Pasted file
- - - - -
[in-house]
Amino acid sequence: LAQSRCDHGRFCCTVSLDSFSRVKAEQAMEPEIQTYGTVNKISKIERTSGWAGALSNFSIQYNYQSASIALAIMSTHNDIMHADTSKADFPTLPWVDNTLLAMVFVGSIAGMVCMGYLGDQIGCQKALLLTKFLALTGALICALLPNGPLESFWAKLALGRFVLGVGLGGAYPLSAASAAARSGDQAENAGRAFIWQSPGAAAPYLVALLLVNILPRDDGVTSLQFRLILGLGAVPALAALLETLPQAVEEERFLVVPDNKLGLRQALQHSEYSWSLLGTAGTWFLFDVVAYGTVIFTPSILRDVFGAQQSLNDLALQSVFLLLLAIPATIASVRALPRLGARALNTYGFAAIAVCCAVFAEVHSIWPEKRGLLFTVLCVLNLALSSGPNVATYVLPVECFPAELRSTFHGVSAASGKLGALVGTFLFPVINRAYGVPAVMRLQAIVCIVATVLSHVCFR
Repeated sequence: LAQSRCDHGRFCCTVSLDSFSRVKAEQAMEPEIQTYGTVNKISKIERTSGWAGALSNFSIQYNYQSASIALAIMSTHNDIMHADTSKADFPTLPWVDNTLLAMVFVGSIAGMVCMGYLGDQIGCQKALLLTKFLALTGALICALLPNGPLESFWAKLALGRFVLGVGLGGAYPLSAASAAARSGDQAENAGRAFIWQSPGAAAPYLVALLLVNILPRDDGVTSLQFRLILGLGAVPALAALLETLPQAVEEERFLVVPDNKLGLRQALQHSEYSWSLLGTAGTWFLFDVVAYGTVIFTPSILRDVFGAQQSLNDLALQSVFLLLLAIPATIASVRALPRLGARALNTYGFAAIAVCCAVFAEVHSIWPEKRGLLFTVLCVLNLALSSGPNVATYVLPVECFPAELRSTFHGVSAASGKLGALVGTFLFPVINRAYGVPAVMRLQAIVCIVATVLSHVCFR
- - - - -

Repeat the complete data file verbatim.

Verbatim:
[in-house]
Amino acid sequence: LAQSRCDHGRFCCTVSLDSFSRVKAEQAMEPEIQTYGTVNKISKIERTSGWAGALSNFSIQYNYQSASIALAIMSTHNDIMHADTSKADFPTLPWVDNTLLAMVFVGSIAGMVCMGYLGDQIGCQKALLLTKFLALTGALICALLPNGPLESFWAKLALGRFVLGVGLGGAYPLSAASAAARSGDQAENAGRAFIWQSPGAAAPYLVALLLVNILPRDDGVTSLQFRLILGLGAVPALAALLETLPQAVEEERFLVVPDNKLGLRQALQHSEYSWSLLGTAGTWFLFDVVAYGTVIFTPSILRDVFGAQQSLNDLALQSVFLLLLAIPATIASVRALPRLGARALNTYGFAAIAVCCAVFAEVHSIWPEKRGLLFTVLCVLNLALSSGPNVATYVLPVECFPAELRSTFHGVSAASGKLGALVGTFLFPVINRAYGVPAVMRLQAIVCIVATVLSHVCFR
Repeated sequence: LAQSRCDHGRFCCTVSLDSFSRVKAEQAMEPEIQTYGTVNKISKIERTSGWAGALSNFSIQYNYQSASIALAIMSTHNDIMHADTSKADFPTLPWVDNTLLAMVFVGSIAGMVCMGYLGDQIGCQKALLLTKFLALTGALICALLPNGPLESFWAKLALGRFVLGVGLGGAYPLSAASAAARSGDQAENAGRAFIWQSPGAAAPYLVALLLVNILPRDDGVTSLQFRLILGLGAVPALAALLETLPQAVEEERFLVVPDNKLGLRQALQHSEYSWSLLGTAGTWFLFDVVAYGTVIFTPSILRDVFGAQQSLNDLALQSVFLLLLAIPATIASVRALPRLGARALNTYGFAAIAVCCAVFAEVHSIWPEKRGLLFTVLCVLNLALSSGPNVATYVLPVECFPAELRSTFHGVSAASGKLGALVGTFLFPVINRAYGVPAVMRLQAIVCIVATVLSHVCFR